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ACROSS THE POND... Across The Pond...  

Installments from David Beale
NCI Foreign editor

High-Speed Trials And Tribulations In China

A ‘Recall’ Of 54 Chinese High-Speed Train-Sets Heightens Safety Concerns

Via Various News Sources Including South China Morning Post, Lok Report,
Fox News And Financial Times Deutschland

Beijing – Chinese bullet train manufacturer CNR announced a recall Friday of 54 trains in the latest embarrassment for China’s quickly expanding high-speed rail following a July crash in Wenzhou that killed 40 people. It is the most deadly high-speed train accident in the world since the June 1998 derailment and crash of a German ICE-1 train set north of Hannover and Celle, which killed 101 people and injured over a hundred other passengers. A cracked wheel was blamed for that derailment.

The recall adds to growing signs official attitudes toward the bullet train are shifting and Beijing might scale back its rapid expansion of the high-speed rail network. A moratorium on new rail projects was imposed this week. However industry observers of the Chinese rail industry expect that the moratorium on high-speed rail construction will be short, as it was for the moratorium imposed in China on construction of new nuclear power plants after the earthquake and tsunami-induced multiple core meltdowns at the nuclear power station complex in Fukushima, Japan.

The recall applies to model CRH380BL trains, designed and built by CNR, and used on the new Beijing-Shanghai line, which has suffered repeated delays blamed on equipment failures, state-owned China North Locomotive and Rolling Stock Ltd. (CNR) said in a statement through the Shanghai Stock Exchange.

It gave no indication the recall was linked to the fatal July 23 collision on a separate line in southern China. The company said it would carry out “comprehensive inspection and rectification” on the trains but gave no other details.

The trains involved in the July collision were a CRH1 (a derivative of the Bombardier Regina series EMU used in Germany and Scandinavia as regional passenger trains) and a CRH2 (a derivative of the Hitachi / Kawasaki Rail Car / Nippon Sharyo E2 Shinkansen “Bullet” high-speed train used in Japan). Allegedly one or more lightning strikes caused the power in the CRH1 train set to fail, thus leaving it stranded on the rail line on a viaduct in the city and also caused the signaling and PTC system installed on that route to drop off-line, which apparently allowed the following train (the CRH2 train set) to run into the rear of the stalled CRH1 train set. The exact sequence of events and circumstances of the signal failure remains a sort of mystery, as statements from the Chinese Ministry of Railways to the press have tended to be unclear and contradictory. The Chinese government has also tried to suppress independent news reporting over the accident investigation.

Earlier this year, even before the accident in Wenzhou, the Ministry of Railways (MOR) reduced speeds on several new high-speed lines, including most notably the Beijing-Tianjin line, from 350 km/h (218 mph) to 300 km/h or even 260 km/h. The official reason given by MOR press relations was to conserve electric power consumption and reduce wear of the tracks and trains. But industry observers also suspected that there were growing concerns within the MOR that there was not enough industry experience to maintain such high-speeds and therefore the risks may have been far greater than previously estimated. The traditional leaders in high-speed trains – Japan, France and Germany – generally have little or no experience with speeds beyond 300 km/h. Most high-speed trains in Germany and Japan operate in the 200 – 280 km/h speed range. Germany has only one rail line where train speeds are above 280 km/h: the Frankfurt – Cologne high-speed line, which operates only with ICE-3 EMU train-sets.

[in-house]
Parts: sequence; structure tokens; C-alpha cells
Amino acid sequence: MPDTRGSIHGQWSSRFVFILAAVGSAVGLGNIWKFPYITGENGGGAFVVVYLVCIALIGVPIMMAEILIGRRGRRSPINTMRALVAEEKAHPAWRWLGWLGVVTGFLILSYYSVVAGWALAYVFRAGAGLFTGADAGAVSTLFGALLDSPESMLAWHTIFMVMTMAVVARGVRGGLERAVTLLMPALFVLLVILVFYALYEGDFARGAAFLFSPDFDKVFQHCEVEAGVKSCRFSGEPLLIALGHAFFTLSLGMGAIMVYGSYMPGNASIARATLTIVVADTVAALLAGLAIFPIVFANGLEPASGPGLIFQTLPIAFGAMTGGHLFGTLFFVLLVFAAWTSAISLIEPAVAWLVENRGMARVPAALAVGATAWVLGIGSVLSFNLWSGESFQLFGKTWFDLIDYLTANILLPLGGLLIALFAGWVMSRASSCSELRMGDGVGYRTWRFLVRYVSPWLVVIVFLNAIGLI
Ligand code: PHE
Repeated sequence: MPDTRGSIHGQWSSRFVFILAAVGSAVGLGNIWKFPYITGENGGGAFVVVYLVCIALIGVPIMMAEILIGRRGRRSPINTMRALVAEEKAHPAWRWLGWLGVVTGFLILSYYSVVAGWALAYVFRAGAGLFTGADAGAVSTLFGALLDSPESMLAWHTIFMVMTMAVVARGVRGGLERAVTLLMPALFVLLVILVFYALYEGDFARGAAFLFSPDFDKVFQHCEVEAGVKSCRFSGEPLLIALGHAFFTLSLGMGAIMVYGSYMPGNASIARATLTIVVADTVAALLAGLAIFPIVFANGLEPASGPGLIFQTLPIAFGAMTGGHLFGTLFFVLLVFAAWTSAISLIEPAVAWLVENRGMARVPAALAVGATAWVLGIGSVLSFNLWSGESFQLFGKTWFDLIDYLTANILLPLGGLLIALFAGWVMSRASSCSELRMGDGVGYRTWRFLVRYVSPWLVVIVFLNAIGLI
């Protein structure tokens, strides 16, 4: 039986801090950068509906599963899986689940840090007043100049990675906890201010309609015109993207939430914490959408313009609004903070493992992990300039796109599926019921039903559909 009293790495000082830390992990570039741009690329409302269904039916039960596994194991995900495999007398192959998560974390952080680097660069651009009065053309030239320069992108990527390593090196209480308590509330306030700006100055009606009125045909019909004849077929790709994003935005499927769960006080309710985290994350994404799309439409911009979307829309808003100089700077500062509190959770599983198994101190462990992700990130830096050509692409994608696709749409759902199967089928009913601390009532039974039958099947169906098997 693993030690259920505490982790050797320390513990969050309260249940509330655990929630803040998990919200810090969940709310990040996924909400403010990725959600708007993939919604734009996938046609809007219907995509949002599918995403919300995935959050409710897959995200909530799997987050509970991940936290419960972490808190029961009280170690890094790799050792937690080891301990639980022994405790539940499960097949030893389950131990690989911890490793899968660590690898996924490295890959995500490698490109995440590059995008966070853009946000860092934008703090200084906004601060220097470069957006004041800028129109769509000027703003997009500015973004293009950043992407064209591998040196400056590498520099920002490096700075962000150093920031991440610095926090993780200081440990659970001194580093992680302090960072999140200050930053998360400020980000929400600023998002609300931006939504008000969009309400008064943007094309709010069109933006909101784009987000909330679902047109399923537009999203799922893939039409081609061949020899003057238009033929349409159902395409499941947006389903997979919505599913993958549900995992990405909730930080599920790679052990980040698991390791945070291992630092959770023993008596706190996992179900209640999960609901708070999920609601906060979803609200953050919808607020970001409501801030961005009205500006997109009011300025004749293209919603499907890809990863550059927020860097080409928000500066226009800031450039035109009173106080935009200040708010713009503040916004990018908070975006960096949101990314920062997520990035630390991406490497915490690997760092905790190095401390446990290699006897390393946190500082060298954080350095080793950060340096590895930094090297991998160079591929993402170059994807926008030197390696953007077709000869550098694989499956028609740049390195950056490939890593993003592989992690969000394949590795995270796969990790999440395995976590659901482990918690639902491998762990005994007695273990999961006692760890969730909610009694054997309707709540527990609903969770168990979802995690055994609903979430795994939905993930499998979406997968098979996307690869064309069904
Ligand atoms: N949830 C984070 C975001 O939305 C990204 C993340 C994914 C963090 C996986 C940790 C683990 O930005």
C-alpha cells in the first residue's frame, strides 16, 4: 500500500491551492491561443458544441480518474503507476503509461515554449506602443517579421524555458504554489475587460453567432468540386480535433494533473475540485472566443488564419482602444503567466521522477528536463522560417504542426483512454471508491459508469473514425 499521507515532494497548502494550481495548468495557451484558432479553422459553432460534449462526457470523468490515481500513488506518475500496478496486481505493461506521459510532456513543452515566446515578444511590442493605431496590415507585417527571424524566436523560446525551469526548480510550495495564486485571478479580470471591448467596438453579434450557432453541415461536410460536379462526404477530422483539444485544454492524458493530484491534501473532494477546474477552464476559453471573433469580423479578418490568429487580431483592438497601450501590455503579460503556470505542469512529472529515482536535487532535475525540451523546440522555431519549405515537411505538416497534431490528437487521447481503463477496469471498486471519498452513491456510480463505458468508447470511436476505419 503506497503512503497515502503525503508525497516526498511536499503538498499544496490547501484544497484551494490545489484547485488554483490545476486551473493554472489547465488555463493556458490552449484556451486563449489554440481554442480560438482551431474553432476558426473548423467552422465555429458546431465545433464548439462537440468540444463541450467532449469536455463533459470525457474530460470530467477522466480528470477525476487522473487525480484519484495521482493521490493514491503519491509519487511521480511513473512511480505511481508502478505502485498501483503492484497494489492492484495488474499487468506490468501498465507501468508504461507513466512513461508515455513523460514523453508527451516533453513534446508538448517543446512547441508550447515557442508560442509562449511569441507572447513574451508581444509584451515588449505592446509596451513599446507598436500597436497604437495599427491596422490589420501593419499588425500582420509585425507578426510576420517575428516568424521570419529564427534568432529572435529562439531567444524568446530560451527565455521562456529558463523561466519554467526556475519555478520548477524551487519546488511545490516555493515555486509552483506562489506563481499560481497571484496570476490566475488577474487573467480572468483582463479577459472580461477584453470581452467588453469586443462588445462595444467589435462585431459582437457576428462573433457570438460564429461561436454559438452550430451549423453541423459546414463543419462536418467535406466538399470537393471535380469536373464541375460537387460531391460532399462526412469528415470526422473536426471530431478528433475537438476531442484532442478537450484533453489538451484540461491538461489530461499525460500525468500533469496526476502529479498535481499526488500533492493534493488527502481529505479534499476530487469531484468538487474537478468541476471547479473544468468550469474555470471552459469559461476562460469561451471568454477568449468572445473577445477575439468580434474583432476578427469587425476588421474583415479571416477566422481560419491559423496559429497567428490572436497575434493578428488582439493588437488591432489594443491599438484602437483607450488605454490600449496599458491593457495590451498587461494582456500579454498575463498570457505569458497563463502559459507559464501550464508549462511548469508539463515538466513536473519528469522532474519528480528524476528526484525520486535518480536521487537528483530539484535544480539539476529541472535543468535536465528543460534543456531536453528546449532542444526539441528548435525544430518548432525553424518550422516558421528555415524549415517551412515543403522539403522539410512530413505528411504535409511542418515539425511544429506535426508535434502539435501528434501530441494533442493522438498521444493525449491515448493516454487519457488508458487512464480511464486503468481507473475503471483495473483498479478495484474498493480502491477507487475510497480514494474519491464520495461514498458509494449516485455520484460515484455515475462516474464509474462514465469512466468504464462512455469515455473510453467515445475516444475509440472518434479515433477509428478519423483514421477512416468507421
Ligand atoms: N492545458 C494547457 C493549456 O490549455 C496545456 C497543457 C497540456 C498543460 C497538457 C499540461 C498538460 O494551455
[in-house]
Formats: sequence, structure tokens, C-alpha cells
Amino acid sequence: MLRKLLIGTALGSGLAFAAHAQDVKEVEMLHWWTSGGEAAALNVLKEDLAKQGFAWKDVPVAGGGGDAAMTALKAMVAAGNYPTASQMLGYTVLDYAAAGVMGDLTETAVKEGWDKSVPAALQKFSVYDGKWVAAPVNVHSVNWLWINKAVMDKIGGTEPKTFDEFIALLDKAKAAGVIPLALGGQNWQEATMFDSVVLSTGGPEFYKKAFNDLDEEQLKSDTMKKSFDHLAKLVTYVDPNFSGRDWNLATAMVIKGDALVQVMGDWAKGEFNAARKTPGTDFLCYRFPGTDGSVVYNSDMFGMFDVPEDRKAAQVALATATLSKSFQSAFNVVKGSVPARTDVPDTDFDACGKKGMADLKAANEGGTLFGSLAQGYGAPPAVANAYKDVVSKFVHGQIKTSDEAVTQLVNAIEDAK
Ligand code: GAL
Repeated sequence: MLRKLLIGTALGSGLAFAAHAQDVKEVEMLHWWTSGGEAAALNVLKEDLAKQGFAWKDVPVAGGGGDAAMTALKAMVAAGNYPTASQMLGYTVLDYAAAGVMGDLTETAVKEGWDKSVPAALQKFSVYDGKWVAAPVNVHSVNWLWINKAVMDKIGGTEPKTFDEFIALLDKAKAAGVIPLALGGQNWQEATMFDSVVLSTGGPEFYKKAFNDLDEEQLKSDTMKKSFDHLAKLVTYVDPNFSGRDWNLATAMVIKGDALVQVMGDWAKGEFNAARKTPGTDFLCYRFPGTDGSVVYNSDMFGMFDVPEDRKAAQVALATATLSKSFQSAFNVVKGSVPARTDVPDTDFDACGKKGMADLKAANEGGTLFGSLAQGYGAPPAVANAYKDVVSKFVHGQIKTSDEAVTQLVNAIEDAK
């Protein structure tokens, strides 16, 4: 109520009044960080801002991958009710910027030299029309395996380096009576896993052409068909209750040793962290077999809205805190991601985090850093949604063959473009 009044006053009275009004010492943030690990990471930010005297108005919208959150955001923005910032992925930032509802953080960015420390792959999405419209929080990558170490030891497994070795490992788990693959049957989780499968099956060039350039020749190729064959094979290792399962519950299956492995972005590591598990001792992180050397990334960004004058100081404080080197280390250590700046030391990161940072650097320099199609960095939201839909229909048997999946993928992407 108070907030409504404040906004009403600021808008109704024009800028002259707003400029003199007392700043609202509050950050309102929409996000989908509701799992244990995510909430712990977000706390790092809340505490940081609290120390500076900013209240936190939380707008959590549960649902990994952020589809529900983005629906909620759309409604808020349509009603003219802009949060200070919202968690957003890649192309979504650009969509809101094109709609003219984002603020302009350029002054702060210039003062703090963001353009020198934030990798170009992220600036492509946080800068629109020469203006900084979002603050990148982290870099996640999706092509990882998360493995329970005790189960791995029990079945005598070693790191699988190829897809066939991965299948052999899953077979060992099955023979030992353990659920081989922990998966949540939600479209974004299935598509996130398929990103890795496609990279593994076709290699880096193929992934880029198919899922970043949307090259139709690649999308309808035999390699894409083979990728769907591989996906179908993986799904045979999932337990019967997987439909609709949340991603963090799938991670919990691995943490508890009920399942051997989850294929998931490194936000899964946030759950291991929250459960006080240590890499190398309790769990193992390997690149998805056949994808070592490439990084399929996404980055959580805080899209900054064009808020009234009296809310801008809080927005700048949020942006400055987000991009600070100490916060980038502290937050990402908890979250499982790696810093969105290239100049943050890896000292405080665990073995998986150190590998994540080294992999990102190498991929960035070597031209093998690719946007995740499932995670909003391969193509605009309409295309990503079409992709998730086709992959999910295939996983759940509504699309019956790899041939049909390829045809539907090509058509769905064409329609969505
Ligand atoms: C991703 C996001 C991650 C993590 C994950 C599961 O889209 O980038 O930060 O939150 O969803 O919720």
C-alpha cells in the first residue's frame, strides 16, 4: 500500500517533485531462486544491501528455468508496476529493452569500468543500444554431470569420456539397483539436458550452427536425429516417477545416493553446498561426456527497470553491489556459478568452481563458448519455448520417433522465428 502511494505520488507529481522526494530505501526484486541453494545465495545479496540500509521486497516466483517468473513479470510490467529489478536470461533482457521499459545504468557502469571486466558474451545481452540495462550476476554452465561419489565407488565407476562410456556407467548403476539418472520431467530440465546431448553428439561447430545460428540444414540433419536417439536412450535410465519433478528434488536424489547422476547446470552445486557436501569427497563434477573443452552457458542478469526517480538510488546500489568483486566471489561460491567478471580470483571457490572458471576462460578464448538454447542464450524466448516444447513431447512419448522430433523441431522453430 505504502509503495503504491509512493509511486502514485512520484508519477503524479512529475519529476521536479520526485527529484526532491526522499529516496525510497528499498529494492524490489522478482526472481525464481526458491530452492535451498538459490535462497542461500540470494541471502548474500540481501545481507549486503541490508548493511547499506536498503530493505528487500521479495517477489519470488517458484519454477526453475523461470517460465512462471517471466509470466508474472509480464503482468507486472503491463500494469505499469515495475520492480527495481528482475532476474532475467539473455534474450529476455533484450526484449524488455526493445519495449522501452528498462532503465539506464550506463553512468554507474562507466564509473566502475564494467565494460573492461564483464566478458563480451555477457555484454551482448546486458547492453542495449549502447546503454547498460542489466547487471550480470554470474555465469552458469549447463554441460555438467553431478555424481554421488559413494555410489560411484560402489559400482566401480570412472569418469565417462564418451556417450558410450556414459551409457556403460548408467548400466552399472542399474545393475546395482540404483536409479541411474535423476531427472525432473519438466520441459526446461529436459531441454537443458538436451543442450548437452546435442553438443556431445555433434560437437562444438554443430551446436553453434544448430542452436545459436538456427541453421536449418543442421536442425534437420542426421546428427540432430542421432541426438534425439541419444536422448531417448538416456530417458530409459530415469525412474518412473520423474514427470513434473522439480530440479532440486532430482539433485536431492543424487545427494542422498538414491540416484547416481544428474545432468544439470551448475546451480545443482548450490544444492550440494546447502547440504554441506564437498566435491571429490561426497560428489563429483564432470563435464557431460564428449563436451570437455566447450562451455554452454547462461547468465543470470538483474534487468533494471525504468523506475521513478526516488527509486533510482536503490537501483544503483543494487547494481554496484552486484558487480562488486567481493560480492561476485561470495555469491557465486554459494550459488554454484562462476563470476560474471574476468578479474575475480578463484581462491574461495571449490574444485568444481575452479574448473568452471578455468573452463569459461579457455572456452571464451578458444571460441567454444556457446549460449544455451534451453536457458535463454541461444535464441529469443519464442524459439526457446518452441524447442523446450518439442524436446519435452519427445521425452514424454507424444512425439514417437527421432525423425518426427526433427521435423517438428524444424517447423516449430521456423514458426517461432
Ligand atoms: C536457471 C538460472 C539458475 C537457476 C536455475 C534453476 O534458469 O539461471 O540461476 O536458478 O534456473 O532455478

A mechanical engineer with Deutsche Bahn – German Railways – confirmed that reducing speeds on high-speed lines from 350 km/h to under 300 km/h would significantly reduce both track wear and energy loss from aerodynamic drag. He stated that aerodynamic drag on a high-speed train increases dramatically at speeds above 250 km/h and that by 350 km/h nearly 90% of power from the train’s traction motors is fighting aerodynamic drag. Power consumption of a modern 8-car long high-speed train running at 350 km/h could be in the 9 mega-watt range, or 12,000 horse-power, he added. By reducing the speed from 350 to 250 km/h the power consumption would be slightly under half of the power used to maintain 350 km/h, or approximately 4 MW.

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Deutsche Bahn Finishes Refurbishment
Of Hannover – Berlin High-Speed Line

From Internet Sources and Local News Reports

Hannover – Deutsche Bahn – German Railways – announced that a four-month long program to completely refurbish rails and ties along the Hannover – Wolfsburg – Berlin high-speed line will be finished as of the 14th of August. ICE and IC trains operating on this busy corridor will increase their speeds back to previous levels. ICE trains will be about 20 minutes faster than during the construction period. When sound barrier installation work, still in progress in the outer Berlin suburb of Rathenow, is completed at the end of August, travel times for ICE trains between Hannover and Berlin will decrease by another 10 minutes. ICE trains between Berlin and cities to the southwest such as Göttingen, Kassel, Frankfurt, Munich and Zurich will also have reduced travel times along the Berlin – Wolfsburg section of their journeys. Commuter and regional train services between Braunschweig and Wolfsburg will return to operation and the temporary “bustitution” replacement bus service will end.